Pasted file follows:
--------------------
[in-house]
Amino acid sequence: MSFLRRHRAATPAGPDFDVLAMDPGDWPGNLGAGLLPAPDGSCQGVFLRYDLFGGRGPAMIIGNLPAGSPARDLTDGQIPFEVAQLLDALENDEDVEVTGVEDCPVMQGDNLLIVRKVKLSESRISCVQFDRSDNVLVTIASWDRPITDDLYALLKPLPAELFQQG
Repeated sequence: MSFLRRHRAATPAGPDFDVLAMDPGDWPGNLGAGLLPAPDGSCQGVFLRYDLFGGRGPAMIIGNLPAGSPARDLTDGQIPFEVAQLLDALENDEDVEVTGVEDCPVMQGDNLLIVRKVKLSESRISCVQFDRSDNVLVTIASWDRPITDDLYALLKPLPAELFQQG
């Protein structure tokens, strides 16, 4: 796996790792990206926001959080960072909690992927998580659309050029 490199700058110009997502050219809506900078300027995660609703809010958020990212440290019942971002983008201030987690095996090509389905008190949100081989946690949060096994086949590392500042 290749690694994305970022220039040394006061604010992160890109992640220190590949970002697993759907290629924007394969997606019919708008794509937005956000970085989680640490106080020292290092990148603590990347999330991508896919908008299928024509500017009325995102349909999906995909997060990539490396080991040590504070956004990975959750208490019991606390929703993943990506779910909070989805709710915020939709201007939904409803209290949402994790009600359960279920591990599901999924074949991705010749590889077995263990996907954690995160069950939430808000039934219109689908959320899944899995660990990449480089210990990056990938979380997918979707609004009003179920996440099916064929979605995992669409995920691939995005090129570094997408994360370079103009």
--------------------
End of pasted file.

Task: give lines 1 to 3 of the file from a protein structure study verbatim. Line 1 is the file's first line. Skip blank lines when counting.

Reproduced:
[in-house]
Amino acid sequence: MSFLRRHRAATPAGPDFDVLAMDPGDWPGNLGAGLLPAPDGSCQGVFLRYDLFGGRGPAMIIGNLPAGSPARDLTDGQIPFEVAQLLDALENDEDVEVTGVEDCPVMQGDNLLIVRKVKLSESRISCVQFDRSDNVLVTIASWDRPITDDLYALLKPLPAELFQQG
Repeated sequence: MSFLRRHRAATPAGPDFDVLAMDPGDWPGNLGAGLLPAPDGSCQGVFLRYDLFGGRGPAMIIGNLPAGSPARDLTDGQIPFEVAQLLDALENDEDVEVTGVEDCPVMQGDNLLIVRKVKLSESRISCVQFDRSDNVLVTIASWDRPITDDLYALLKPLPAELFQQG